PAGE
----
Bankruptcy laws are double edged – they are designed to protect creditors and debtors. Some experts claim that these laws lean to heavily towards debtors while others claim those same laws lean to much towards creditors. Either way, both groups have rights under bankruptcy laws, and those rights are strictly enforced by the bankruptcy court.
For debtors, those rights are fairly clear. Here is a brief list of some of the rights that debtors enjoy:
- Cessation of creditor action – Once you have filed your petition for bankruptcy, your creditors must cease all action against you. This includes contacting you except through the court nominated bankruptcy trustee.
- Right to a fair hearing – As a debtor, you have the right to be heard and treated fairly and with dignity by the court, its’ officials and the bankruptcy process.
- Right to retain assets as prescribed by the Bankruptcy Act – The Bankruptcy Act, both state and federal lists the assets, or the value of assets that debtors can keep. In a Chapter 7 petition, any assets over and above those deemed exempt can be ceased and sold to help pay your debts.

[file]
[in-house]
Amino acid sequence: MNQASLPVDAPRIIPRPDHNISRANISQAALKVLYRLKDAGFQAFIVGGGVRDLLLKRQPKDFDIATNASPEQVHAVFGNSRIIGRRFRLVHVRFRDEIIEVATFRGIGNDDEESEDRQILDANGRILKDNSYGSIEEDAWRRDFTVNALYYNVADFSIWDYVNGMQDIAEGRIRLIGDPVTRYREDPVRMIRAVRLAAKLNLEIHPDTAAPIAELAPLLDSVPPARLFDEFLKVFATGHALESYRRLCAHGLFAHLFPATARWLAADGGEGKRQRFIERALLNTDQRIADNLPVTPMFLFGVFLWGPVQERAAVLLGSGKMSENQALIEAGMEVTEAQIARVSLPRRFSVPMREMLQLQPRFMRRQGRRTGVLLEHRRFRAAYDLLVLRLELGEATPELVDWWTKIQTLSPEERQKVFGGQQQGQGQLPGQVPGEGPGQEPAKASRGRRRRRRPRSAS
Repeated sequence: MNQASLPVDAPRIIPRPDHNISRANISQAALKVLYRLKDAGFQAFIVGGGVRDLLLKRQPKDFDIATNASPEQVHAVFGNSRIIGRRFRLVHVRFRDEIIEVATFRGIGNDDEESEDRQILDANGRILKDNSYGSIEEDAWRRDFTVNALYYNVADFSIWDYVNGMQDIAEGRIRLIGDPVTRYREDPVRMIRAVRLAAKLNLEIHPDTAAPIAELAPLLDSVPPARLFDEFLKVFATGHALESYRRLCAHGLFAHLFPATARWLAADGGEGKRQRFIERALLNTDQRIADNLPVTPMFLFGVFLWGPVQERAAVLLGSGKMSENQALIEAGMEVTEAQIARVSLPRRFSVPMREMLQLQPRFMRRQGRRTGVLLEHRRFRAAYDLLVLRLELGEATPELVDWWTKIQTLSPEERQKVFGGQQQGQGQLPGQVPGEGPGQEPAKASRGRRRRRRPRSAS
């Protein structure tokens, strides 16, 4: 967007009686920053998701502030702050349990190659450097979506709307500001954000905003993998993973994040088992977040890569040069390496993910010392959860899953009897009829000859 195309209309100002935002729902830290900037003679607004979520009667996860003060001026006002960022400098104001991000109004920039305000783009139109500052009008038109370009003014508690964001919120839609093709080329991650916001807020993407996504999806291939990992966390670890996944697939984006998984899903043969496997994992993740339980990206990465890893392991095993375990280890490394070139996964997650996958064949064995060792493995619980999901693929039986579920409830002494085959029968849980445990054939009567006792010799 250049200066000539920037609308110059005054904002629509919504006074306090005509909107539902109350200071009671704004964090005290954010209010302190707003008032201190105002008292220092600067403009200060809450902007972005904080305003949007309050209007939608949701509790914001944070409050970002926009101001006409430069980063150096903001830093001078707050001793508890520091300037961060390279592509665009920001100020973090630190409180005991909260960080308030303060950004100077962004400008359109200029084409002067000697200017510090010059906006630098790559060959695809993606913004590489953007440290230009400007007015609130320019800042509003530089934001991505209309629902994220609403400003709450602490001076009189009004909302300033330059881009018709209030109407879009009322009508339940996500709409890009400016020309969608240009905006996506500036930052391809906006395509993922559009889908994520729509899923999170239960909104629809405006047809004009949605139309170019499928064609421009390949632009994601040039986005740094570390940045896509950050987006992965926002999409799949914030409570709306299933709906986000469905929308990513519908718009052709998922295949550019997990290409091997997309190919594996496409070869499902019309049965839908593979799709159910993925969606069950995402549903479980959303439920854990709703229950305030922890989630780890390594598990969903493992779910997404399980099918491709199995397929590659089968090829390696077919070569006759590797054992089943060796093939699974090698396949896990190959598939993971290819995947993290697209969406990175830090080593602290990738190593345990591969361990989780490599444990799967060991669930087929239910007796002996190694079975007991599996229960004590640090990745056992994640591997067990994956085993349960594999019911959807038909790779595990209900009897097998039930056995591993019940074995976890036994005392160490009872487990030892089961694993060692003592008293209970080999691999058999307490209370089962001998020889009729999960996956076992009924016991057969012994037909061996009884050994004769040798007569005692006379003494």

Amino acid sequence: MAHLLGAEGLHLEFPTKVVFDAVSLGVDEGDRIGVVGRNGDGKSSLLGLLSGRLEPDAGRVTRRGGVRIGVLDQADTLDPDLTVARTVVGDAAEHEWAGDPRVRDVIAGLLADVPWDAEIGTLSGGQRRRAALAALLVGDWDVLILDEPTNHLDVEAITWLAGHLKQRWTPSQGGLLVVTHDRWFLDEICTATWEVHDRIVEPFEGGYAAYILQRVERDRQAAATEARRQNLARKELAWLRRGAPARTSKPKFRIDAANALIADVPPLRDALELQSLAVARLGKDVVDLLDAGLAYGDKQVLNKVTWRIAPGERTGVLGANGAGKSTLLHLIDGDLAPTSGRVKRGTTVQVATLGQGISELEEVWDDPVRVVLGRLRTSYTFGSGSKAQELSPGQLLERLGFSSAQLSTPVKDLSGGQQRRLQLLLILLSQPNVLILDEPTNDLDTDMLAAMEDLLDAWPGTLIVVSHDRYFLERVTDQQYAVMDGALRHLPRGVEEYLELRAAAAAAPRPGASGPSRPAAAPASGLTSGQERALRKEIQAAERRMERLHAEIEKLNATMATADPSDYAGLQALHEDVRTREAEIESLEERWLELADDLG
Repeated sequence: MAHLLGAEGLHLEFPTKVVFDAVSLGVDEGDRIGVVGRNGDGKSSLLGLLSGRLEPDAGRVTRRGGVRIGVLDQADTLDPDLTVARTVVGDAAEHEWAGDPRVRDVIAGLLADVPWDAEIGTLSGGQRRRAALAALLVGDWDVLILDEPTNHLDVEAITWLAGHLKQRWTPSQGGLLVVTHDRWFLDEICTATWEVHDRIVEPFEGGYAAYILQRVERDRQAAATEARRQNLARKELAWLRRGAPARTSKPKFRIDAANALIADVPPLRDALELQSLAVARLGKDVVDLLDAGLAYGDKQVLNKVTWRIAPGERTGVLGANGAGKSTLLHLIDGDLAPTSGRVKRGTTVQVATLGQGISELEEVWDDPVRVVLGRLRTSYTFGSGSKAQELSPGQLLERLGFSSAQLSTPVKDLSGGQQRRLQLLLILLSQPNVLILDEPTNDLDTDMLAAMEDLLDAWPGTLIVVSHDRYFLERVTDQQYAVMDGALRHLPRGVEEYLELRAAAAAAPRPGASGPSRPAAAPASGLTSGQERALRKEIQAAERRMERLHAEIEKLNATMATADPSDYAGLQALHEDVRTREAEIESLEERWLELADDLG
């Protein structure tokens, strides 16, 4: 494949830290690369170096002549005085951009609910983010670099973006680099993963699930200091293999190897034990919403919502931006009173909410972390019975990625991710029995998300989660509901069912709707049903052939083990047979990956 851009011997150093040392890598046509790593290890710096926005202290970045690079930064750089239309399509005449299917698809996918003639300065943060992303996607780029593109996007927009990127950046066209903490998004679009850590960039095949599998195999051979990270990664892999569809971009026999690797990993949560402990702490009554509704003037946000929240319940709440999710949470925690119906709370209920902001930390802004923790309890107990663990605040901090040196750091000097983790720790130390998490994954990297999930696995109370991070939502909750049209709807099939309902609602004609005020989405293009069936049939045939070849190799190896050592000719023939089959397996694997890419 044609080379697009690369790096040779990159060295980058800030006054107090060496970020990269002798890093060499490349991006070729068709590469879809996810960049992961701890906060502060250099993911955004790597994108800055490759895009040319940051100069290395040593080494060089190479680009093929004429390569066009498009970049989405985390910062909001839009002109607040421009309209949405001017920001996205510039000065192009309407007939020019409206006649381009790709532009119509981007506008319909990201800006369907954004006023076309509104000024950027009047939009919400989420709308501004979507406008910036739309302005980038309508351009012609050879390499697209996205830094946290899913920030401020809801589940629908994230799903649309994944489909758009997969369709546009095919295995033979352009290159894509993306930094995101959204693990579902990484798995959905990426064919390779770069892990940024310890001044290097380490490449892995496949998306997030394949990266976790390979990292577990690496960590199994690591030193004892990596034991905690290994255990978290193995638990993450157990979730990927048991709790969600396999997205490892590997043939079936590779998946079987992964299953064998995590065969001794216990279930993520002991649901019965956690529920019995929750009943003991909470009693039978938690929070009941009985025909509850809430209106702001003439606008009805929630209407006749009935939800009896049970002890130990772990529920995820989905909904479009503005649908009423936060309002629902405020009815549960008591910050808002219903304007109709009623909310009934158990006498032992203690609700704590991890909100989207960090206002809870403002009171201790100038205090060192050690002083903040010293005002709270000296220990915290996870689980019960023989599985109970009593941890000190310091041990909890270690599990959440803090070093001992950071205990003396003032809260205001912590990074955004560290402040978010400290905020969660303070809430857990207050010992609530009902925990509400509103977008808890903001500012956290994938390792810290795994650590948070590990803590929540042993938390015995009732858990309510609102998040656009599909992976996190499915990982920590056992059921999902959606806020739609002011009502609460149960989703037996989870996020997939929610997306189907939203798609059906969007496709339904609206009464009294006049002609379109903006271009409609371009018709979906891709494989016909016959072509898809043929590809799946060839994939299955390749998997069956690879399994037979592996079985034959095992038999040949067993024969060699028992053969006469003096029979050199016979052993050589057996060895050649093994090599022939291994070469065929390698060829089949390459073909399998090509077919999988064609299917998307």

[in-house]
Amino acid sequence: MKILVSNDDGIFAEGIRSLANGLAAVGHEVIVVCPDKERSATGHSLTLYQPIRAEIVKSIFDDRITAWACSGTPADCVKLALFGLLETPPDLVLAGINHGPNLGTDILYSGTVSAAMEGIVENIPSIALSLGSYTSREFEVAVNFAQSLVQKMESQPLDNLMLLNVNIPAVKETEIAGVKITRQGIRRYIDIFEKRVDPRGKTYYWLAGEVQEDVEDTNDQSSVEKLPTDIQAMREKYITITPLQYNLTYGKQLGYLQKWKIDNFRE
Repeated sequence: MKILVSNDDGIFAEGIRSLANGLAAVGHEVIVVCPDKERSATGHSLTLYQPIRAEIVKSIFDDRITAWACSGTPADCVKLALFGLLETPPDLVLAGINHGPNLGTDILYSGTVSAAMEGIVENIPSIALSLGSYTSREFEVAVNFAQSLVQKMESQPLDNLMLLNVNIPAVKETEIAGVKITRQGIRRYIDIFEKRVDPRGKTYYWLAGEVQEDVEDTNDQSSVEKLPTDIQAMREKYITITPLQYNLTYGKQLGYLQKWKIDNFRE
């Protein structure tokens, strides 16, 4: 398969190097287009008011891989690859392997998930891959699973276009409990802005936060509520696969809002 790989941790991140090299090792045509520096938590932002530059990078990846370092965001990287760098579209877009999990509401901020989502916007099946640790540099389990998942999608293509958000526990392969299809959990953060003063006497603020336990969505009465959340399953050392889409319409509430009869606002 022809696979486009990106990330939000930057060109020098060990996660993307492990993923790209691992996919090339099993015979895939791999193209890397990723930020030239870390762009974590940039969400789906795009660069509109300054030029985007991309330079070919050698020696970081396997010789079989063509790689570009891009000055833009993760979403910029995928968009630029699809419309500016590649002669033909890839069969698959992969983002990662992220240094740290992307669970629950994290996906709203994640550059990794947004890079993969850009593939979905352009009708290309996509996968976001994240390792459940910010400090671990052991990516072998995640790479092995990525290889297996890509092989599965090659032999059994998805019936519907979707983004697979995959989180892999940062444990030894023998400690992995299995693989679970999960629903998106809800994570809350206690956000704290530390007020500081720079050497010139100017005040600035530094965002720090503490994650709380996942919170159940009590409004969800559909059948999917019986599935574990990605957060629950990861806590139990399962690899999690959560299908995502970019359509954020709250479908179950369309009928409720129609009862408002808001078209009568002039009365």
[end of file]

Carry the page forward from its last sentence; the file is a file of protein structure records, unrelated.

- Right to claim reasonable living expenses – Under a Chapter 13 bankruptcy petition, debtors agree to enter into a payment plan. This plan takes into account all reasonable living expenses and only commits a debtor to pay any excess income to the trustee.
- The right to have debts discharged – Once the requirements have been met for a particular bankruptcy chapter, the debtor is entitled to have the remaining unsecured debts fully discharged.
- Right to a fresh start – The most important component of any bankruptcy petition is the right to a fresh start. Your only debts are those not eligible for discharge, and any secured debts. You should be in a better position financially and better able to maintain those debts following your bankruptcy discharge.
You are entitled to those rights, and should any person or organization impinge on your rights, they will suffer the fate of the courts. Of course, creditors have rights as well, and as a debtor seeking bankruptcy help, you have obligations. If you fulfill your obligations, bankruptcy law insists that all other parties reciprocate.